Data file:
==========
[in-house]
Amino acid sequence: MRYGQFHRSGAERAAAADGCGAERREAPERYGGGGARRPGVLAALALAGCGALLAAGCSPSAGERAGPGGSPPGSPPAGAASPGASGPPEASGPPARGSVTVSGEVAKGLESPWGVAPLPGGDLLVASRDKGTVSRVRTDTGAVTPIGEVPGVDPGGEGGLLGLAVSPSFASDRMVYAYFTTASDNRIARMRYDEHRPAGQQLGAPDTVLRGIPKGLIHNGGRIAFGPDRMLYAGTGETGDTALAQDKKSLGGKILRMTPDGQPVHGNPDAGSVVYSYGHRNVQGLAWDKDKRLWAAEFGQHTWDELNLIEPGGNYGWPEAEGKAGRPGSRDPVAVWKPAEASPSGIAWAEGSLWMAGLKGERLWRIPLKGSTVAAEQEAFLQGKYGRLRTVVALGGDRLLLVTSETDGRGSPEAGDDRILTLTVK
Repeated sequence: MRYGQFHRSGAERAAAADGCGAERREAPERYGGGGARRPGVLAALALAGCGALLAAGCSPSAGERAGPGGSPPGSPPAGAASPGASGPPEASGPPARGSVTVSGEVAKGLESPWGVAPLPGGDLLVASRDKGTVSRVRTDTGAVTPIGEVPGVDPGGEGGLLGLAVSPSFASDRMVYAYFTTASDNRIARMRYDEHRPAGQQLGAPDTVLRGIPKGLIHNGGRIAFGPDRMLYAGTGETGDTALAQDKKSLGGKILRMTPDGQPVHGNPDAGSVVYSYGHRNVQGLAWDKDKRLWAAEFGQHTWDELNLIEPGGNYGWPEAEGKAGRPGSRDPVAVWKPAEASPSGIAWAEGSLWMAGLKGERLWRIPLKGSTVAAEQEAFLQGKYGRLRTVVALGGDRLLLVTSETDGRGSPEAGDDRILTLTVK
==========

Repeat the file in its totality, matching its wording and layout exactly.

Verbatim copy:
[in-house]
Amino acid sequence: MRYGQFHRSGAERAAAADGCGAERREAPERYGGGGARRPGVLAALALAGCGALLAAGCSPSAGERAGPGGSPPGSPPAGAASPGASGPPEASGPPARGSVTVSGEVAKGLESPWGVAPLPGGDLLVASRDKGTVSRVRTDTGAVTPIGEVPGVDPGGEGGLLGLAVSPSFASDRMVYAYFTTASDNRIARMRYDEHRPAGQQLGAPDTVLRGIPKGLIHNGGRIAFGPDRMLYAGTGETGDTALAQDKKSLGGKILRMTPDGQPVHGNPDAGSVVYSYGHRNVQGLAWDKDKRLWAAEFGQHTWDELNLIEPGGNYGWPEAEGKAGRPGSRDPVAVWKPAEASPSGIAWAEGSLWMAGLKGERLWRIPLKGSTVAAEQEAFLQGKYGRLRTVVALGGDRLLLVTSETDGRGSPEAGDDRILTLTVK
Repeated sequence: MRYGQFHRSGAERAAAADGCGAERREAPERYGGGGARRPGVLAALALAGCGALLAAGCSPSAGERAGPGGSPPGSPPAGAASPGASGPPEASGPPARGSVTVSGEVAKGLESPWGVAPLPGGDLLVASRDKGTVSRVRTDTGAVTPIGEVPGVDPGGEGGLLGLAVSPSFASDRMVYAYFTTASDNRIARMRYDEHRPAGQQLGAPDTVLRGIPKGLIHNGGRIAFGPDRMLYAGTGETGDTALAQDKKSLGGKILRMTPDGQPVHGNPDAGSVVYSYGHRNVQGLAWDKDKRLWAAEFGQHTWDELNLIEPGGNYGWPEAEGKAGRPGSRDPVAVWKPAEASPSGIAWAEGSLWMAGLKGERLWRIPLKGSTVAAEQEAFLQGKYGRLRTVVALGGDRLLLVTSETDGRGSPEAGDDRILTLTVK